Several cultures also associated the star with a bow and arrows. The Ancient Chinese visualized a large bow and arrow across the southern sky, formed by the constellations of Puppis and Canis Major. In this, the arrow tip is pointed at the wolf Sirius. A similar association is depicted at the Temple of Hathor in Dendera, where the goddess Satet has drawn her arrow at Hathor (Sirius). Known as Tir, the star was portrayed as the arrow itself in later Persian culture.[94]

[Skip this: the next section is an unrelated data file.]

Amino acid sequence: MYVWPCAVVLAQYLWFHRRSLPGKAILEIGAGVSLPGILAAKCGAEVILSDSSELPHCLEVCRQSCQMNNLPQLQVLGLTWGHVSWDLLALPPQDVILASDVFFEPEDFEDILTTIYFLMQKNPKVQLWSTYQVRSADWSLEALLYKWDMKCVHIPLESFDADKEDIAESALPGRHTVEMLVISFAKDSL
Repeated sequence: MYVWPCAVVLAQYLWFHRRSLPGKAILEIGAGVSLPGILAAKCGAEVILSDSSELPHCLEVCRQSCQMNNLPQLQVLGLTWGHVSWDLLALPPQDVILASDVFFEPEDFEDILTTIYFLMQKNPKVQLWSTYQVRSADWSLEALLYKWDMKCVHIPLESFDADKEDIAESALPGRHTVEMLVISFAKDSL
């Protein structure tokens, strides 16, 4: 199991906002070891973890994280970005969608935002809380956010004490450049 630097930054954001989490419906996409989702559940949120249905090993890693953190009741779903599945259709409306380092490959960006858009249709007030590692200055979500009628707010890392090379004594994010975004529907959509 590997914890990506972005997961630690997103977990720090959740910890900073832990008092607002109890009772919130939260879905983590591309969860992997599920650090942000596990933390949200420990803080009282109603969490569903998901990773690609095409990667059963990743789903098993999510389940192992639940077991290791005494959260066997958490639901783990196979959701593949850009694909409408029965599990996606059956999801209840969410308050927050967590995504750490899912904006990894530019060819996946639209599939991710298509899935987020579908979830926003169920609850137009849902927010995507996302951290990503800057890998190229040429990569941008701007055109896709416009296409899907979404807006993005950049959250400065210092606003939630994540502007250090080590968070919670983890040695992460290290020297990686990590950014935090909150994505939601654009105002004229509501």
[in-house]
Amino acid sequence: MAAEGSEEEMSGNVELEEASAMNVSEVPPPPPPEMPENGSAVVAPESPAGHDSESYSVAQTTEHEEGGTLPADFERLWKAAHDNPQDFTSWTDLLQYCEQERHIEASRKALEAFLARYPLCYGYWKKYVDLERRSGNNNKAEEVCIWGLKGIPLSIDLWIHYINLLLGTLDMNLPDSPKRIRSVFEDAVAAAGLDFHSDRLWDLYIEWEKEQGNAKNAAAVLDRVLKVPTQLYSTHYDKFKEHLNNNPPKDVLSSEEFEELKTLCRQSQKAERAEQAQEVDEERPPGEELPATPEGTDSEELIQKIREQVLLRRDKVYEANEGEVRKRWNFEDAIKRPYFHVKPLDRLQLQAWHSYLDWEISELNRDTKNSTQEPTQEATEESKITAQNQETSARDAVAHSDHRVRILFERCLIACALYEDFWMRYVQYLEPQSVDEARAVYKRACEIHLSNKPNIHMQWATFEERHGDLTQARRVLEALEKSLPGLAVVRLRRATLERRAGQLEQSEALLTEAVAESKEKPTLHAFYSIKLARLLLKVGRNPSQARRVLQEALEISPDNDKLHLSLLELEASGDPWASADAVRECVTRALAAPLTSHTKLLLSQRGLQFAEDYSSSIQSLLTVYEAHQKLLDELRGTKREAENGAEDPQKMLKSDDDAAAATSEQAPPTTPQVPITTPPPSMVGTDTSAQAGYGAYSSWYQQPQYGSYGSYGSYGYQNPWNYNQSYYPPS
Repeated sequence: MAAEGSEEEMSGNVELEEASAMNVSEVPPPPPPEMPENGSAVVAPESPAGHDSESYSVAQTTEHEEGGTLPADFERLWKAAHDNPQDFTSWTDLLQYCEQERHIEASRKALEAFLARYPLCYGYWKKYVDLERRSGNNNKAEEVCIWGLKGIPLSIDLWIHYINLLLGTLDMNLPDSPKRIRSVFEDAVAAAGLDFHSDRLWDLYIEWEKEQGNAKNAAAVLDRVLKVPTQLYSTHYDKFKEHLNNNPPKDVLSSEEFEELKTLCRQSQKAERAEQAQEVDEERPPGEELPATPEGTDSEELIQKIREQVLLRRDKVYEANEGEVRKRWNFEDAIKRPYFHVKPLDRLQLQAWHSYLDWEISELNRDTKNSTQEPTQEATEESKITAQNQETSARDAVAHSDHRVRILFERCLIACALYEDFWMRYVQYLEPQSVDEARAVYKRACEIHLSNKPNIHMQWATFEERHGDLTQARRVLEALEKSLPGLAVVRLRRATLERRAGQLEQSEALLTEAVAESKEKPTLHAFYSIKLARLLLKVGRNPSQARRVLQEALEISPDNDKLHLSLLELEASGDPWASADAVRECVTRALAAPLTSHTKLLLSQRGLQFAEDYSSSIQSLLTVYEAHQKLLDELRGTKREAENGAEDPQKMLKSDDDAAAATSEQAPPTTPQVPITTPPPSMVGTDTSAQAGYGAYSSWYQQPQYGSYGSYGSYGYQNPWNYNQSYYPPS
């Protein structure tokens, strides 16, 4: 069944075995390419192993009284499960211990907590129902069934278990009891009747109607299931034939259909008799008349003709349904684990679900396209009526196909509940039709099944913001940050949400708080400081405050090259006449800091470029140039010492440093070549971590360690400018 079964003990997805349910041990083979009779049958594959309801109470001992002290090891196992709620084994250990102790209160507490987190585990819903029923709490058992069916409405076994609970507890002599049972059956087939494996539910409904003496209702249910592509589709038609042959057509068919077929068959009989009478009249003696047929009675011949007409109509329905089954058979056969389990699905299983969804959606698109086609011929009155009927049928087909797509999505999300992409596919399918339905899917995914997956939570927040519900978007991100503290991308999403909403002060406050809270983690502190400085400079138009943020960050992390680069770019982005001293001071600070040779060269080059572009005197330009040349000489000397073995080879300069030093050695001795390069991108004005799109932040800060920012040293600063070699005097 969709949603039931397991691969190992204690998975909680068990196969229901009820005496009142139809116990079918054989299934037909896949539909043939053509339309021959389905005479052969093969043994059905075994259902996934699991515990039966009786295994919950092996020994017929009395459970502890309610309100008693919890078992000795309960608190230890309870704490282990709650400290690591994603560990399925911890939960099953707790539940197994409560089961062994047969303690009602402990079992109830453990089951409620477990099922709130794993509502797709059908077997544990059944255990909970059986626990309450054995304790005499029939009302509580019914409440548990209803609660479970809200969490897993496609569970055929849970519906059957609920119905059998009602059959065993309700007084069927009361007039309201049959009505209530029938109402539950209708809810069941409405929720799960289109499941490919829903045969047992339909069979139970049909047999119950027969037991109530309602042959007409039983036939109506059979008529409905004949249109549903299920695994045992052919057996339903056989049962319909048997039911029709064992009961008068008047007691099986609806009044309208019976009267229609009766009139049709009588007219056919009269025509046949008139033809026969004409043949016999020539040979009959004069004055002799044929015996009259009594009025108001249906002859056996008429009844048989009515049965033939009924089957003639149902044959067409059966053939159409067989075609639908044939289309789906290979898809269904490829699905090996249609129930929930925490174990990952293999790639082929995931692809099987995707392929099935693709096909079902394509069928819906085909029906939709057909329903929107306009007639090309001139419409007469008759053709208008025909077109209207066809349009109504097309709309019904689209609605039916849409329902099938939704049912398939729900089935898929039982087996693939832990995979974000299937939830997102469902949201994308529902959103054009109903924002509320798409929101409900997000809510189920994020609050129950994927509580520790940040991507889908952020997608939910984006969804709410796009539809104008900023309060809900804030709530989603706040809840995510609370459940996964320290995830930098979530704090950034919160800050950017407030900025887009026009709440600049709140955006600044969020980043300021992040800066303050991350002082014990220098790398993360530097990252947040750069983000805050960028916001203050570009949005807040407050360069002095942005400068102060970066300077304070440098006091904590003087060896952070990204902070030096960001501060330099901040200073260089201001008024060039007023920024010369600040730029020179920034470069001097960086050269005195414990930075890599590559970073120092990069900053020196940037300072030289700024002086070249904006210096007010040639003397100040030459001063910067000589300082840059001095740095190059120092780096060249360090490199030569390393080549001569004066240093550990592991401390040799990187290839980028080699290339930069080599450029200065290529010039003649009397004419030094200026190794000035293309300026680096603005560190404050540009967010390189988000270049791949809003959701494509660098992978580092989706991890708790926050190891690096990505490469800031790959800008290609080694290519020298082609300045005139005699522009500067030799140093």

The Dogon people are a tribal people living in Africa who were reported as having certain traditional astronomical knowledge about Sirius that would normally be considered impossible without the use of telescopes. According to Robert Temple's 1976 book The Sirius Mystery, the Dogon knew about the fifty-year orbital period of Sirius, the four Galilean moons of Jupiter, the rings of Saturn, plus a third star accompanying Sirius A and B, to name a few. The reason for this has been the subject of some controversy and speculation, but according to a 1978 Skeptical Enquirer article it is possibly the result of cultural contamination.[95] More recently, the contaminators have been identified as the anthropologists themselves.[96][97] However, others see this explanation as being too simplistic.[98]